Both the .44 Magnum and .44 Special are large-bore cartridges that are chambered in revolvers. Both cartridges have their pros and cons, and they are both suited for different situations.
In this article, we have discussed each of them, how they differ from each other, and what situations they are best suited for.
The .44 Magnum is a large-bore cartridge designed for revolvers, and it’s sort of the updated version of the .44 Special cartridge. The cartridge fires large and heavy bullets at high velocities. Generally, it uses a 240-grain bullet, and it has a velocity of 1350 feet per second.
Its muzzle energy is 971 foot-pounds; therefore, it does pack a punch, which is why it is the preferred cartridge for hunting and target shooting. However, it produces a lot of muzzle flash and felt recoil because of its high pressure, so it’s not ideal for use by law enforcement.
But when it comes to hunting medium to large-sized game like elk and buffalo, shooters prefer it because it’s accurate. In addition, there is an advantage to the heavy and flat-point bullets the cartridge uses compared to the thin pointed bullets used in many hunting cartridges.
According to ammo experts, pointed bullets deflect easily when they come into contact with, let’s say, a bush or twigs. This is not the same with the flat-point bullets the .44 magnum uses, which explains why it is the preferred choice of cartridge for hunting.
The drawback of the .44 Magnum is that because it delivers heavy bullets at high velocities, it’s only accurate at 100 yards. A heavy bullet tends to move slow, and its trajectory drops past 100 yards. So ammo experts say that for accuracy purposes when shooting a .44 magnum, shooters should limit the range to 100 yards or less.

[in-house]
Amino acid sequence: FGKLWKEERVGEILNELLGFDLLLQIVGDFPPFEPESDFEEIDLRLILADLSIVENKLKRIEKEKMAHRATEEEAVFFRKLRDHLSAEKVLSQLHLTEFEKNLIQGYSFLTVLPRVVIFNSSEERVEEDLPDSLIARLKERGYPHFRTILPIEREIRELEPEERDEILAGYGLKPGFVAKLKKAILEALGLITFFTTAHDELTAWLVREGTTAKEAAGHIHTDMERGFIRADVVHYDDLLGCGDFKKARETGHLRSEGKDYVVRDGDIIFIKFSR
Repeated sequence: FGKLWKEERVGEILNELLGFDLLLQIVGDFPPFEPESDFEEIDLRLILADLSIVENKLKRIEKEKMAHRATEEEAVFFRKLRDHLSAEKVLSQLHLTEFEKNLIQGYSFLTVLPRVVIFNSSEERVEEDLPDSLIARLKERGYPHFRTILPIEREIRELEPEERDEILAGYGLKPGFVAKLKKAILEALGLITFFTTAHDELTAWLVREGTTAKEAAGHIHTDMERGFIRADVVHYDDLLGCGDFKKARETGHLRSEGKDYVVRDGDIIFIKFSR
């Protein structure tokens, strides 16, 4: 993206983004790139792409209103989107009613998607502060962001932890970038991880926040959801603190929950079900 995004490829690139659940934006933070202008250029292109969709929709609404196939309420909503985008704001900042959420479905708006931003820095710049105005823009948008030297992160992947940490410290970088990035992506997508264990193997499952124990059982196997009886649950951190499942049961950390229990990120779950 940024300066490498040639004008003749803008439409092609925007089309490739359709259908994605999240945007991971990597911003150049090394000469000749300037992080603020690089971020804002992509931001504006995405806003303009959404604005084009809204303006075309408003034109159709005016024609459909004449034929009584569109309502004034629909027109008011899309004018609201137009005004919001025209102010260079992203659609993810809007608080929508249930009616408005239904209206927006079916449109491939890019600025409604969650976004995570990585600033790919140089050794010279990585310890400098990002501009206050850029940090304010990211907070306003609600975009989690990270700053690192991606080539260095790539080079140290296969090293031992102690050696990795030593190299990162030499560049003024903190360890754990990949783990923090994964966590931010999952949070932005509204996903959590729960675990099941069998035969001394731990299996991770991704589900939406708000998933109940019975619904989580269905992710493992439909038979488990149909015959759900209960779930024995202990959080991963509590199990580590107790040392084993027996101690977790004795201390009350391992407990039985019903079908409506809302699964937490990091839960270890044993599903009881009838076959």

The .44 Special is a revolver cartridge that was developed in 1907 by Smith and Wesson. It is a decent cartridge, and although it’s not as powerful as a magnum, it’s a good option for self-defense.
The ballistics of the cartridge don’t match those of the .44 Magnum. Its muzzle velocity is about 900 feet per second with muzzle energy of 300 foot-pounds. The .44 Magnum has more velocity and muzzle energy.
Besides that, the .44 Special loads bullets that weigh between 135 grains to 256 grains. And it has less felt recoil and muzzle flash than the .44 Magnum.
That being said, the cartridge can be loaded to .44 magnum revolvers, which is why most people use it for practice shooting.
The .44 magnum cartridge has a higher velocity and muzzle energy than the .44 Special. Although both cartridges are good options for self-defense, the .44 Magnum is better suited for hunting.
In addition, the .44 Magnum has a slightly longer case than the .44 Special, which means that it cannot be chambered in weaker or older .44 Special guns.
The other difference is that the .44 Special uses a standard 200-grain bullet, while the .44 Magnum generally uses a 240-grain bullet. Also, the .44 Magnum has more recoil and muzzle flash than the .44 Special, which is why it is recommended for experienced shooters and not newbies.
Which is better?
This all depends on your shooting situation.
The .44 Special is more suitable for self-defense and target shooting because it has less recoil and muzzle flash, and it’s less expensive.
Also, if you are a newbie, it’s best to go with the .44 Special than the .44 Magnum because it is a medium-velocity cartridge, which means it’s easier to handle.
Looking at the differences between the .44 Special and the .44 Magnum, it’s clear that the Magnum has better ballistics than the Special. Both cartridges are ideal for personal defense, but when it comes to hunting big game, the .44 Magnum takes the cake.
The good thing is that you can use the .44 Special in .44 Magnum revolvers for practice shooting because it has less felt recoil and muzzle flash. Additionally, .44 Special cartridges cost a lot less than .44 Magnum cartridges, which is why they are great for target shooting.